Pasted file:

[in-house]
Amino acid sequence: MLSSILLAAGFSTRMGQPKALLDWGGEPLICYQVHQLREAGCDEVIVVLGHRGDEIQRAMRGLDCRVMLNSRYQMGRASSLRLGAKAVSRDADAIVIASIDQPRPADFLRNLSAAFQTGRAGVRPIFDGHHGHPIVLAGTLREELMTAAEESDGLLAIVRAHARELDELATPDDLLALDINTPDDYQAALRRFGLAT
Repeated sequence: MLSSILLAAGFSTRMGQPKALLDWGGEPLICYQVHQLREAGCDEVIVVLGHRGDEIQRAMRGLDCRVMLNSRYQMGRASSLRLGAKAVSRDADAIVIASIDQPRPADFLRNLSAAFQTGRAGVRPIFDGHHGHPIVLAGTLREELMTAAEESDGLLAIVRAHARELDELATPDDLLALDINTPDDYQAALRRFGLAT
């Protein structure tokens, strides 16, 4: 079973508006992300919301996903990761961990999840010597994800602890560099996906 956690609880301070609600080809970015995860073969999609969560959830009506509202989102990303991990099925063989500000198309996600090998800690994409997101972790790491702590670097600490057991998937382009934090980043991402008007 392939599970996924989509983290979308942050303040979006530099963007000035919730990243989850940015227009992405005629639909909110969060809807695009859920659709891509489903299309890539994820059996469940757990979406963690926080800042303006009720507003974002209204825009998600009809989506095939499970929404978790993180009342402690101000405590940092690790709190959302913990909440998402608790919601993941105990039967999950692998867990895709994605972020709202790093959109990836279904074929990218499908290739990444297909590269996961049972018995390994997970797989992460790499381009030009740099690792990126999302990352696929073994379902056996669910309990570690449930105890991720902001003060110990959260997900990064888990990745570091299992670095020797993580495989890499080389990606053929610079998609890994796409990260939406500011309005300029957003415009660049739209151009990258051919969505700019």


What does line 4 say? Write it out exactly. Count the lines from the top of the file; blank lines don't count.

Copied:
């Protein structure tokens, strides 16, 4: 079973508006992300919301996903990761961990999840010597994800602890560099996906 956690609880301070609600080809970015995860073969999609969560959830009506509202989102990303991990099925063989500000198309996600090998800690994409997101972790790491702590670097600490057991998937382009934090980043991402008007 392939599970996924989509983290979308942050303040979006530099963007000035919730990243989850940015227009992405005629639909909110969060809807695009859920659709891509489903299309890539994820059996469940757990979406963690926080800042303006009720507003974002209204825009998600009809989506095939499970929404978790993180009342402690101000405590940092690790709190959302913990909440998402608790919601993941105990039967999950692998867990895709994605972020709202790093959109990836279904074929990218499908290739990444297909590269996961049972018995390994997970797989992460790499381009030009740099690792990126999302990352696929073994379902056996669910309990570690449930105890991720902001003060110990959260997900990064888990990745570091299992670095020797993580495989890499080389990606053929610079998609890994796409990260939406500011309005300029957003415009660049739209151009990258051919969505700019």